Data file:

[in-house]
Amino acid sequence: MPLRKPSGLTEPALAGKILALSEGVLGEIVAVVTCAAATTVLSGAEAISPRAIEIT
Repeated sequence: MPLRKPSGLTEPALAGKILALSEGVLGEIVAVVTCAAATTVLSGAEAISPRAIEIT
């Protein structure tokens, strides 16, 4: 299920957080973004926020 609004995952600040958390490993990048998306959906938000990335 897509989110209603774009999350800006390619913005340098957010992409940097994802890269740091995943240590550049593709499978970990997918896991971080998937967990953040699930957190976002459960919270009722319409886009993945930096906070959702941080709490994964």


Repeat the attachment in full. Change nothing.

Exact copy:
[in-house]
Amino acid sequence: MPLRKPSGLTEPALAGKILALSEGVLGEIVAVVTCAAATTVLSGAEAISPRAIEIT
Repeated sequence: MPLRKPSGLTEPALAGKILALSEGVLGEIVAVVTCAAATTVLSGAEAISPRAIEIT
């Protein structure tokens, strides 16, 4: 299920957080973004926020 609004995952600040958390490993990048998306959906938000990335 897509989110209603774009999350800006390619913005340098957010992409940097994802890269740091995943240590550049593709499978970990997918896991971080998937967990953040699930957190976002459960919270009722319409886009993945930096906070959702941080709490994964």